The United States Postal Service isn't pinning all its electrification hopes on next-gen mail delivery vehicles. The service has signed a contract to buy 9,250 Ford E-Transit electric vans, with the first units arriving in December. The handover should be complete by the end of 2024, Ford adds. The USPS is also placing its early orders for over 14,000 charging stations for its facilities across the country.
The USPS already plans to buy at least 60,000 of its Next Generation Delivery Vehicles (NGDV) by 2028, with 75 percent of them being electric. The Ford vans are part of an additional plan to buy 21,000 "off-the-shelf" EVs. Postmaster General Louis DeJoy says this helps the USPS quickly act on a strategy that improves mail service and working conditions while keeping costs down for the self-sufficient agency. The total vehicle investment is expected to cost $9.6 billion, including $3 billion in funding thanks to the Inflation Reduction Act.
The charging network may not grow as quickly. The USPS expects to provide chargers to at least 75 locations within the next year, but doesn't estimate how it will expand in following years.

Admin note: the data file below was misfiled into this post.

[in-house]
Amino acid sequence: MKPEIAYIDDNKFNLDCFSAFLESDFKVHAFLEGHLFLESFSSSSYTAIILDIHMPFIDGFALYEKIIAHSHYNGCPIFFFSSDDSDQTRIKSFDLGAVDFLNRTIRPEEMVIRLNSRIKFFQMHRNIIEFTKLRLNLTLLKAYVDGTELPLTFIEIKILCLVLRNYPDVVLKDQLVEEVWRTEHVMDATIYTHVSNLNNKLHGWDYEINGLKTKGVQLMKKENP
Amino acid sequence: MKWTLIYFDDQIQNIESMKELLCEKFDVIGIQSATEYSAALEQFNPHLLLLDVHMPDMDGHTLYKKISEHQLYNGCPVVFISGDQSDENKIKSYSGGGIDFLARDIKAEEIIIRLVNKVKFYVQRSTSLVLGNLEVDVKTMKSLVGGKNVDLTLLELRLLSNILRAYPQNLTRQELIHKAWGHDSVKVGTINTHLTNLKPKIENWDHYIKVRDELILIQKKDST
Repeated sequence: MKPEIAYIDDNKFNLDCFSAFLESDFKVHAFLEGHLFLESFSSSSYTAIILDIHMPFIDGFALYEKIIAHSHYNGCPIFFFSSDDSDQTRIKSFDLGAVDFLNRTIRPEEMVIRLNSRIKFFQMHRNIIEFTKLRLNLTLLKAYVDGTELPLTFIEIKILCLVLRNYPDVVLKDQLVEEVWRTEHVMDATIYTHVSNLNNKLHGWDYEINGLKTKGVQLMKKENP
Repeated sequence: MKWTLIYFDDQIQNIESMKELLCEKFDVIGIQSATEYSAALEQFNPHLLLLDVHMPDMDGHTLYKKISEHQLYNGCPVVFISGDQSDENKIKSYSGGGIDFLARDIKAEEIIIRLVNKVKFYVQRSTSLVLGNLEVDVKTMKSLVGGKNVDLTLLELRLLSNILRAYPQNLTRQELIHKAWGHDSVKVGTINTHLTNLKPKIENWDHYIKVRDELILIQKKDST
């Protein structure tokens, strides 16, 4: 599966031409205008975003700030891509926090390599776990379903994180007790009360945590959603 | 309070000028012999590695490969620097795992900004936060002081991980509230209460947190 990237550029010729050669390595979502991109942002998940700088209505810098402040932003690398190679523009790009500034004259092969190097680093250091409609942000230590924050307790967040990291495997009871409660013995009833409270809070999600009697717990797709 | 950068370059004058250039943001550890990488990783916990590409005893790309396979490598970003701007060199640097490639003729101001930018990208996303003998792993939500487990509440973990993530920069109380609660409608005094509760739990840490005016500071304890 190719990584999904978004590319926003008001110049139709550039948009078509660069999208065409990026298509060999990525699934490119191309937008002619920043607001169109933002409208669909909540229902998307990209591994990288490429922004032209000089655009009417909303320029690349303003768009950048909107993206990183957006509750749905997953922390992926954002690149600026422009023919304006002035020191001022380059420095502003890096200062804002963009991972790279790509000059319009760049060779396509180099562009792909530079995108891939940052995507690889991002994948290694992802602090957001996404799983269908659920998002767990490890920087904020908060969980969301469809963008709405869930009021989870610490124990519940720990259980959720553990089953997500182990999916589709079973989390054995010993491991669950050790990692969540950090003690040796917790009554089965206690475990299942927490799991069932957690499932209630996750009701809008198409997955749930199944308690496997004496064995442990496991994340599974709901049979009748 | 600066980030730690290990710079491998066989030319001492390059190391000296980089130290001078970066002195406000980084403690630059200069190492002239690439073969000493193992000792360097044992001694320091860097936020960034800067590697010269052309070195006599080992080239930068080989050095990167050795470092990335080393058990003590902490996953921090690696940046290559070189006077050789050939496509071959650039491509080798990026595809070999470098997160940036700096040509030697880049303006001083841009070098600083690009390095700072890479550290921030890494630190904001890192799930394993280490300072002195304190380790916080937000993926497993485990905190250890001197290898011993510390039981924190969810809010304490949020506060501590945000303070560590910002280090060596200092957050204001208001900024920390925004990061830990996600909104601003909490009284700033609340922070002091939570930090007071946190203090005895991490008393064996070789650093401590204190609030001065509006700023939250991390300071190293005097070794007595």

The overall EV push represents a sharp break from the initial plans. The USPS originally expected that most of its NGDV orders would be for gas-based trucks. The Biden administration fought that approach, claiming that the USPS under DeJoy ignored Environmental Protection Agency advice, rejected public hearings and relied on "biased" estimates. The service challenged the administration before relenting and shifting most of its purchases to electric models.
The transition will play an important part in the government's plan to cut greenhouse gas emissions for itself and the country at large. The USPS represents the largest federal vehicle fleet — its EV purchases will have a significant impact relative to other agencies.